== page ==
Experimental Research Design

Written by Scott Martin
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Experimental research design utilizes a controlled testing environment to establish cause-and-effect relations. To accomplish this, a professional statistician manipulates variables in order to establish how they affect dependent variables. In so doing, experimental research design can be applied to the fields of market research, economics, and finance.

Proper Procedure in Experimental Research Design

While such procedures are indeed also used by sociology and psychology, popular applications generally occur in the monetary world. Perhaps some of the most frequently used applications of experimental research design include test markets and purchase laboratories. Typically, experimental design takes two random groups from the same universe, specifically a treatment group and control group.

Once these two groups have been established, the experiment is designed. First, a pretest will measure dependent variables throughout all respective groups, garnering what is known as a "statistical baseline." Next, the experiment itself is conducted, and during this phase, a single independent variable is altered. In the post-test phase, finally, the dependent variable is measured, after experiment completion.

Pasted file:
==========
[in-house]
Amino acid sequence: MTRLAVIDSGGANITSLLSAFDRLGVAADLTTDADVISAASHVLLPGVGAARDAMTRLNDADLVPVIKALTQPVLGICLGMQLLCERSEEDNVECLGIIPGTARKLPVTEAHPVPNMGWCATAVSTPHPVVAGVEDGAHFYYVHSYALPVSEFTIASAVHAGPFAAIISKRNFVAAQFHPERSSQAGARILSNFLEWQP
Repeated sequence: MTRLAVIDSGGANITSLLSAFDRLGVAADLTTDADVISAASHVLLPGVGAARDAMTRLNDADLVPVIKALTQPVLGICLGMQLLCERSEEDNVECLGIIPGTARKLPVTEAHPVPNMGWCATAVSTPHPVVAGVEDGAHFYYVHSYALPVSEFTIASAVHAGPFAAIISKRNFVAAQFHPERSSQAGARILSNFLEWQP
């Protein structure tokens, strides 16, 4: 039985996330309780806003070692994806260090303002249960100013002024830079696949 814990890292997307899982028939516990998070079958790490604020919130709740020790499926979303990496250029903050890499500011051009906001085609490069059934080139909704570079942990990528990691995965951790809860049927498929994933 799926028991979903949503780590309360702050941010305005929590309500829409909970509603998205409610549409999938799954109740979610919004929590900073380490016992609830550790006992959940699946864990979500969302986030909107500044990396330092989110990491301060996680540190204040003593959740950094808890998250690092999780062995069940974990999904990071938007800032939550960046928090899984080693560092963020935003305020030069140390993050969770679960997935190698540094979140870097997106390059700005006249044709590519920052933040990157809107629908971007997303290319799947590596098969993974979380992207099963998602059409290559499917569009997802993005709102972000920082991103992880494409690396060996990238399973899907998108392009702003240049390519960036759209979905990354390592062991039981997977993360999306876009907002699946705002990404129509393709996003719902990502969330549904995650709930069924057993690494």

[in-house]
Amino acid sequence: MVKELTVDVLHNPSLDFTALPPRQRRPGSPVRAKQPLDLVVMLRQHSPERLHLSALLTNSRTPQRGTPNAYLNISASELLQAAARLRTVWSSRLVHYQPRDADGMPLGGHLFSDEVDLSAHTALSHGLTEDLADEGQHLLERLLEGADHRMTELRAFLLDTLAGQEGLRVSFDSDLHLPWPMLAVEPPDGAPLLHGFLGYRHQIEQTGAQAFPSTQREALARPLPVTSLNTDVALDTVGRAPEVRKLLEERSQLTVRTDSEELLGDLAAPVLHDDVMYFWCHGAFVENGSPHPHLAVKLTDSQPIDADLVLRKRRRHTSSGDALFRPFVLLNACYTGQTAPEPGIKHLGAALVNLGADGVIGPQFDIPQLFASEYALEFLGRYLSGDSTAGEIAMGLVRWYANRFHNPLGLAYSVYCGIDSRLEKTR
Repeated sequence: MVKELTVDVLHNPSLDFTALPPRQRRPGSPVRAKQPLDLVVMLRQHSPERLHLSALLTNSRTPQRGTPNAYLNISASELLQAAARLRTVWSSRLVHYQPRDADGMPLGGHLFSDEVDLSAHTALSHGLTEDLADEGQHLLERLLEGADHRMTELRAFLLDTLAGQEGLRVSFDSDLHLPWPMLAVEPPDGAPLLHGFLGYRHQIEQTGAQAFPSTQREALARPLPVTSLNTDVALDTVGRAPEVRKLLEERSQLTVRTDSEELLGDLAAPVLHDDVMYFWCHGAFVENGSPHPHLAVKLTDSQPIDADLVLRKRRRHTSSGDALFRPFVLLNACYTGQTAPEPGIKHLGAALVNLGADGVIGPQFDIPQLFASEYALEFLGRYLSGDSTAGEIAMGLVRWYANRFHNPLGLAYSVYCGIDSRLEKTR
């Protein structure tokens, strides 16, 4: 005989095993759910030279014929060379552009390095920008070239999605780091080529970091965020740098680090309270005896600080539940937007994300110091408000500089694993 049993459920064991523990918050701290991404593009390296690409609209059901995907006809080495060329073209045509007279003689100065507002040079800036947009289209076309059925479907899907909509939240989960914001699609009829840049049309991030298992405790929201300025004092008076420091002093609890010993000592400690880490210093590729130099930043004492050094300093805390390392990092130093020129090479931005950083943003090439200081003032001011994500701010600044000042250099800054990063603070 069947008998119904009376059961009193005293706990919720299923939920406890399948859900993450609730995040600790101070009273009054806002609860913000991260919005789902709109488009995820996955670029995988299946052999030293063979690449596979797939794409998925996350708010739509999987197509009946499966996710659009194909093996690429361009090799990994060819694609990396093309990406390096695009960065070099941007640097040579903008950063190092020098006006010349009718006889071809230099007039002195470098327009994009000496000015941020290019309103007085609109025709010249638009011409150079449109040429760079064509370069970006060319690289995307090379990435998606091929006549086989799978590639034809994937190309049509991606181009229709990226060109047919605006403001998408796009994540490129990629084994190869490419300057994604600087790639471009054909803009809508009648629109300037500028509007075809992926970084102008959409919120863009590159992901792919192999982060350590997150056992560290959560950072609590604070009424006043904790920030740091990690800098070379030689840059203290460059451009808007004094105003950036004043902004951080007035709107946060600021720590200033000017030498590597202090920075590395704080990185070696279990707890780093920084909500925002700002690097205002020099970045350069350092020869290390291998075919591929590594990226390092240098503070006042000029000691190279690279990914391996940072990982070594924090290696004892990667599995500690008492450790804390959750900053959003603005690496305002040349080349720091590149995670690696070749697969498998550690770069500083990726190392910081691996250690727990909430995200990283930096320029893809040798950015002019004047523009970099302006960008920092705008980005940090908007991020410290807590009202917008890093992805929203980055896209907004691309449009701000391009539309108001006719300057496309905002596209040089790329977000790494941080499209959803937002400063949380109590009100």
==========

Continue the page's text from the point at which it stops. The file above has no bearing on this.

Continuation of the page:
The difference, or lack thereof, between the pretest and post-test readings of the dependent variable constitute findings. A professional statistician ensures that there is such a significant statistical difference in existence. He or she can also ensure proper data collection and analysis.

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